Books for April

“Once you learn to read, you will be forever free.”
Frederick Douglass

Reading is at the heart of life-long and successful learning.

It improves mental health and wellbeing, but most of all is a fun and enjoyable experience. Reading together for just ten minutes a day will further encourage a love of reading in your child.

By providing your child with the right environment and support for reading at home, you will be giving your child the essential tools for success in school and later life. 

Here are some easy and effective tips to encourage and support the reading habit.

Jersey Library book recommendations for different age groups of children

We are delighted to team up with Jersey Library who will be making book recommendations each month.

The library has plenty to offer for children and adults alike.

You can find out what's on at the library here.

Ages three to five

At this age, children are really curious about books and love listening to stories.
Schools will be focusing on encouraging a love of stories, developing vocabulary and reading aloud to children.
Your children will learn the sounds of alphabets and blending them together to read simple words. 

You can help by:

  • reading with your child every day. 
  • rereading books and talking about the story and the pictures
  • encouraging and praising independent attempts to read 

Here are three books that Jersey Library recommends for your April reading:

Hi Slug! and Hug Bug by Rebecca Colby and Beatrice Tinarelli

When it begins to bug slug that his mummy doesn’t hug him, he leaves home to find out why.
Kitten suggests he should be furrier, so he puts on a woolly hat, while Bird suggests he needs a beak.
Soon, Slug has a new look, will his mummy hug him now?
Slug's mummy doesn’t have any arms so, of course, she can’t hug, she can only kiss which she does.
Told in rhyme, this heart warming, interesting and easy to read book turns from a sad story into a happy one.

I Miss Rabbitt and Put It Up by Jenny Moore and Ramona Bruno

Meg can't find her pet rabbit.
Where could he have disappeared?
The meerkats need his help to put paintings up because they can't reach up so high.
With delightful illustrations, the Early Reader Pink Band Structure of books have story lines that are fun and familiar.
Repetitive sentences using familiar, natural language and artwork for slightly difficult words makes these books ideal for your little ones.

Gom's Pet and Cat Fun by Rebecca Colby and Letizia Rizzo

Gom wants a pet.
His parents get him a cat.
Gom and his cat have lots of fun.
Would you like to find out what all they do?
With vibrant illustrations and fun, familiar story-lines, these books are sure to keep your little ones hooked to their reading.
The Early Reader Red Book band series of books have 60-90 words per story with two stories per book.
There is an information page before the start of each story.

Ages five to seven

At this age, children are rapidly developing their reading skills.
They learn to decode words using their developing phonic skills. They also read for meaning and are becoming fluent and expressive. They may even write and tell their own stories.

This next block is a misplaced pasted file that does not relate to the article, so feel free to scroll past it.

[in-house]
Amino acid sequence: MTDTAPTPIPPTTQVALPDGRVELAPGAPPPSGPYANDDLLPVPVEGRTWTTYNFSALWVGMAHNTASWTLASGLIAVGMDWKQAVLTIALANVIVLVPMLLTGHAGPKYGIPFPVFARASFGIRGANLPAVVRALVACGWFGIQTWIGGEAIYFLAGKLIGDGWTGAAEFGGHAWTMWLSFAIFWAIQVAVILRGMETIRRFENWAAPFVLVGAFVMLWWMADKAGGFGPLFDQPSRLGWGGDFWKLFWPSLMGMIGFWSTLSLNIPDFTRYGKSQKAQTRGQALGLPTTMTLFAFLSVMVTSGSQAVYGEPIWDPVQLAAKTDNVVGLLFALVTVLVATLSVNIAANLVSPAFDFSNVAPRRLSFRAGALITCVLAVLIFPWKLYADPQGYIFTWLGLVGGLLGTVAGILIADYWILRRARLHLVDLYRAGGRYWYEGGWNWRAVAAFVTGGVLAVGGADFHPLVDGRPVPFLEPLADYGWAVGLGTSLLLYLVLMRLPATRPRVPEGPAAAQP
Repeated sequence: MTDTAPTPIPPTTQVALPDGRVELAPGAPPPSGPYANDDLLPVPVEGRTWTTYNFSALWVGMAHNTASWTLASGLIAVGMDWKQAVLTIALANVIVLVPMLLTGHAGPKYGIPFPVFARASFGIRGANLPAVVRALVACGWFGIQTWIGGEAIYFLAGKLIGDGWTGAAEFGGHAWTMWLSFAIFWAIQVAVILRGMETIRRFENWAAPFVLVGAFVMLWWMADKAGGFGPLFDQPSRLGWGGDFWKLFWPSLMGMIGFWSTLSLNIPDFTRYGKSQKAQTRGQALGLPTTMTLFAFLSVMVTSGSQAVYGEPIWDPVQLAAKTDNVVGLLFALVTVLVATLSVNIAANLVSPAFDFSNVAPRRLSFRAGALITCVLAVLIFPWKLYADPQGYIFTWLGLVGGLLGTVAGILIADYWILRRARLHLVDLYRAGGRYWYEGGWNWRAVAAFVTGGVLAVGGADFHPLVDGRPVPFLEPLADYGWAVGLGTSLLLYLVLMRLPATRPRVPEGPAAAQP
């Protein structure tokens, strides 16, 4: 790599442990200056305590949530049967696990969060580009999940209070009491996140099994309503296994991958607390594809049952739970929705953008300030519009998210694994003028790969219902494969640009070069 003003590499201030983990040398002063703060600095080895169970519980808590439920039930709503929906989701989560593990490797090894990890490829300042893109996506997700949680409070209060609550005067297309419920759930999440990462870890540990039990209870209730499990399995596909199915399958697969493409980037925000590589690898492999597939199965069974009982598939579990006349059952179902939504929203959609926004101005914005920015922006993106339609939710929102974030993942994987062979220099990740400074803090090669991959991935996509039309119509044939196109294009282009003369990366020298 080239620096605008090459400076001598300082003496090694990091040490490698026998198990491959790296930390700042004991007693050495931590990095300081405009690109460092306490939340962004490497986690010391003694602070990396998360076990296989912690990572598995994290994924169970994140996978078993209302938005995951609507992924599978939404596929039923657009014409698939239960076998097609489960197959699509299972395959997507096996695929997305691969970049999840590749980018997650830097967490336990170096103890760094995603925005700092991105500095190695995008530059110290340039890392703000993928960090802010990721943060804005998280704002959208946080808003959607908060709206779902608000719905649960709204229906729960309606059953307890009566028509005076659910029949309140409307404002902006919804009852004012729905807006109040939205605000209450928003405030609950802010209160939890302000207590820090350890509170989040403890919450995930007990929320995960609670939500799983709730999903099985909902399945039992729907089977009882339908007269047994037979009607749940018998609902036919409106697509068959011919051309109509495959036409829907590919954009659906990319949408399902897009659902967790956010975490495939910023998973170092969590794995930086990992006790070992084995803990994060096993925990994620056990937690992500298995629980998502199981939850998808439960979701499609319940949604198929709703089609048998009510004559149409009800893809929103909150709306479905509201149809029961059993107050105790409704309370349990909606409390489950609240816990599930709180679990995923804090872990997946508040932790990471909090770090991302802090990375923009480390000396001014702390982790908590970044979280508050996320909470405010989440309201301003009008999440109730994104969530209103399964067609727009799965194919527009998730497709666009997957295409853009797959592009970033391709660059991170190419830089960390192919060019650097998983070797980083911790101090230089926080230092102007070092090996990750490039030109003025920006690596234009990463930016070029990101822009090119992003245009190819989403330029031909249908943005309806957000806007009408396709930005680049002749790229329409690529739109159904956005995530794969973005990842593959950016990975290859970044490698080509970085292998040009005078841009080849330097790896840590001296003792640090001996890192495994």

You can help by:

  • listening to your child reading every day
  • encouraging more independent reading, whilst supporting when necessary
  • asking them questions to check whether they understand what they read

Here are three books that Jersey Library recommends for your April reading:

Mischief on the Moors by Stephen Davies and Marta Dorado

Daisy and Liberty are two bored sisters living in The-Middle-of-Nowhere, Dartmoor.
The most adventure they ever have is riding their BMX bikes around the local abandoned quarry until until one day they come across a mysterious creature.
Their world then turns upside down!
This is a laugh-out-loud, magical adventure immersed in local Dartmoor legend.
It has wonderful black-and-white illustrations by Marta Dorado.
This book is part of the Bloomsbury Readers series of books which are designed to support children in Key Stage 2 as they start reading independently.

No Pets Allowed by Chitra Soundar and Fay Austin

Keva loves helping out at Grandpa's pet adoption centre.
When Grandpa is admitted in hospital, she knows that his best friend, Atlas the tortoise, is just the thing to cheer him up.
It's not so easy though as the rude hospital manager, Mr Sallow, has banned all pets from the ward.
Keva hatches a plan that she hopes will change his mind.
This warm, funny and uplifting tale about family and the healing power of pets is brought to life by lively black-and-white illustrations by Fay Austin.

Ada Rue and the Banished by Kereen Getten and Simone Douglas

Ada and her parents have moved from the city to a small town for her mum's new job.
When they arrive, it's obvious to Ada that something is not quite right around her new home.
Ada is a reserved child who lacks confidence so her dad encourages her to start a newspaper round.
That's when she discovers the Banished, magical people who have been exiled from the town by the sinister mayor because they are 'different'.
Ada's courage, determination and acceptance of the Banished leads to triumph of good over evil.
This magical adventure story is about moving to a new home and finding your inner strength to stand up for your beliefs.
Black-and-white illustrations by Simone Douglas help base this fantasy in reality.
The themes that run within the book provide parents and children with lots of opportunity for discussion.

Ages seven to eleven

At this age, most children have developed good decoding and comprehension skills.